As Nanocore’s creator awaits sentencing, lets unpack his handiwork

Earlier this year, the creator of the Nanocore Remote Access Trojan (RAT), Taylor Huddleston, pled guilty to aiding and abetting computer intrusions by selling his creation online for as little as $25. He’s due for sentencing later this week and faces up 10 years in prison. 

As an interesting side note, before pleading guilty Huddleston’s defence argued that Nanocore was created as a legitimate program, designed to give users a simple way to control their computers remotely.

Despite being collared by authorities, his legacy lives on. Nanocore is still one of the most popular RATs, and is being used by hackers around the globe. 

Developed in dot NET, it is one of the most sophisticated RATs we’ve seen. On top of the standard functionality you’d expect to see (key-logging, and mic and webcam access), it also includes an external Distributed Denial of Service (DDoS) plugin which enables hackers to use victim machines as a proxy to bring down a third-party server, as well as a ransomware-like feature to lock people out of their PCs.

Overview 

Once Nanocore compromises a system, it gives attackers almost complete control over the infected machine. In addition to the features mentioned above, it opens a back door on the computer, enabling an attacker to perform the following actions: 

•    Transfer and execute files

•    Enter and execute commands

•    Edit the registry

•    View the desktop

•    Create instant message windows

•    Update the Trojan

•    Manage running processes

•    Steal passwords stored in web browsers and email clients

Distribution 

Nanocore is usually spread via spam emails with malicious attachments or an embedded JavaScript file (.js). 

In a campaign discovered by LMNTRIX researchers late last month, French users were targeted with a PDF file with embedded JavaScript. Once opened, a HTA (HTML Application) file payload was downloaded from Google Drive. This method  bypassed Adobe security warnings by taking advantage of Google’s reputation.

The PDF displayed a fake notification stating the user’s Flash Player was outdated, prompting the installation of an updated version.

The downloaded .HTA file contained VBScript which decoded the embedded binary payload, and downloaded it into the %TEMP% directory of the target machine before execution.

Persistence

Upon infection, the malware drops winlogon.exe in the Startup Folder so it executes on every reboot:

C:\Users\<user-name>\AppData\Roaming\Microsoft\Windows\Start Menu\Programs\Startup\winlogon.exe.lnk

File Details


File Type  Portable Executable (PE) file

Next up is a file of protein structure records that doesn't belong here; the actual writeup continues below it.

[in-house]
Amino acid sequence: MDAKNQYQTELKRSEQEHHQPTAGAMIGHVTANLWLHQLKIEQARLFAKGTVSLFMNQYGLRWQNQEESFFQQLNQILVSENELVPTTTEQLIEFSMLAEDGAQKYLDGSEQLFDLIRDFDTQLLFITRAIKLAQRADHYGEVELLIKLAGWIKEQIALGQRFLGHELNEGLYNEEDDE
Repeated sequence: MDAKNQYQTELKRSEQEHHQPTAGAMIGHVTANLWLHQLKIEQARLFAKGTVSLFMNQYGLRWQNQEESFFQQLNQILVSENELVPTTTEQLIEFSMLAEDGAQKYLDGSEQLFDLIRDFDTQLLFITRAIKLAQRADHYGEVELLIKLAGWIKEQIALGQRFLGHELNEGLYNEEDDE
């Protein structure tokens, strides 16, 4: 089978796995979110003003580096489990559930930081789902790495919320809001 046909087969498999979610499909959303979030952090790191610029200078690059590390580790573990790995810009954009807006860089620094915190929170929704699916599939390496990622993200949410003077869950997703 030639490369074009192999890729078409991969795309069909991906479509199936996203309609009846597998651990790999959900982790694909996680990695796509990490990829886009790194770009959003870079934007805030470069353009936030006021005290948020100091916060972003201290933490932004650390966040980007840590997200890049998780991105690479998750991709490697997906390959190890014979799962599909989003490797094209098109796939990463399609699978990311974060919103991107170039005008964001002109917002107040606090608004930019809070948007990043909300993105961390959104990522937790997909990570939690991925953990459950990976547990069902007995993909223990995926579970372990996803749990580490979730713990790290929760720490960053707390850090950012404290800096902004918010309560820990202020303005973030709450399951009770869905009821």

Md5 hash 25640ca48d3fbfd7e070b7685c053b51

Static Analysis

The screenshot below shows the recent Nanocore sample is written in dot NET:

 

Static analysis immediately uncovered some suspicious strings which gave away the file’s malicious nature:

•    GetProcAddress (gets current process address)

•    KillOnExit (checks for some parameters, exits all processes if parameters are true)

•    HttpWebClientProtocol

•    set_Proxy (to use victim's machine as proxy)

•    CreateDecryptor

•    CreateEncryptor (to encrypt files)

•    GetCurrentProcess (checks current process)

•    GetProcessesByName (checks process name)

Dynamic Analysis

The following diagram represents the chain of activities which occurred during infection:



Once executed, the malware’s behavior can be seen in the below screenshot:

 

We witnessed the sample drop and execute "tmp.exe" and "svchost.exe", and connect to the IP address "185.82.216.57" via port “5254”:

 

This IP was contacted in regular intervals: 



Once these steps were completed, “svchost.exe” started running as a background process:

 

During the infection, the following files were dropped…

•    C:\Users\<user-name>\AppData\Roaming\tmp.exe md5: df145cc72ceb0db5881ed33961e678b9

•    C:\Users\<user-name>\AppData\Roaming\winlogon\winlogon.exe md5: 25640ca48d3fbfd7e070b7685c053b51

•    C:\Users\test\AppData\Roaming\Microsoft\Windows\Start Menu\Programs\Startup\winlogon.exe.lnk (to maintain persistence)

… and the following registry value was created:

HKU\S-1-5-21-132656071-2218712632-614148903-1000\Software\Microsoft\Windows NT\CurrentVersion\Windows\Load: "C:\Users\<username>\AppData\Roaming\winlogon\winlogon.exe.lnk"

Indicators of compromise

All files

•    25640ca48d3fbfd7e070b7685c053b51

•    df145cc72ceb0db5881ed33961e678b9

•    9d9d45a925cec55f0b7456cf82c30f08

•    74e3f9da2862e544a1561af43a99da77

•    47d469fdff50ba8df9d474343896d27c

Command and Control

The below IP addresses and URL were contacted, indicating the malware’s C&C servers:

•    42.202.71.145

•    41.207.196.84

•    185.82.216.57:5254

ajam62[.]hopto[.]org

Registries added

HKU\S-1-5-21-132656071-2218712632-614148903-1000\Software\Microsoft\Windows NT\CurrentVersion\Windows\Load: "C:\Users\<username>\AppData\Roaming\winlogon\winlogon.exe.lnk"

Prevention 

In addition to the fundamental basics (keep operating systems patched, security licenses updated and don’t open suspicious email attachments), users should disable Autorun to prevent any external devices from automatically executing and enforce file sharing protection policies. 


On 2017-12-05

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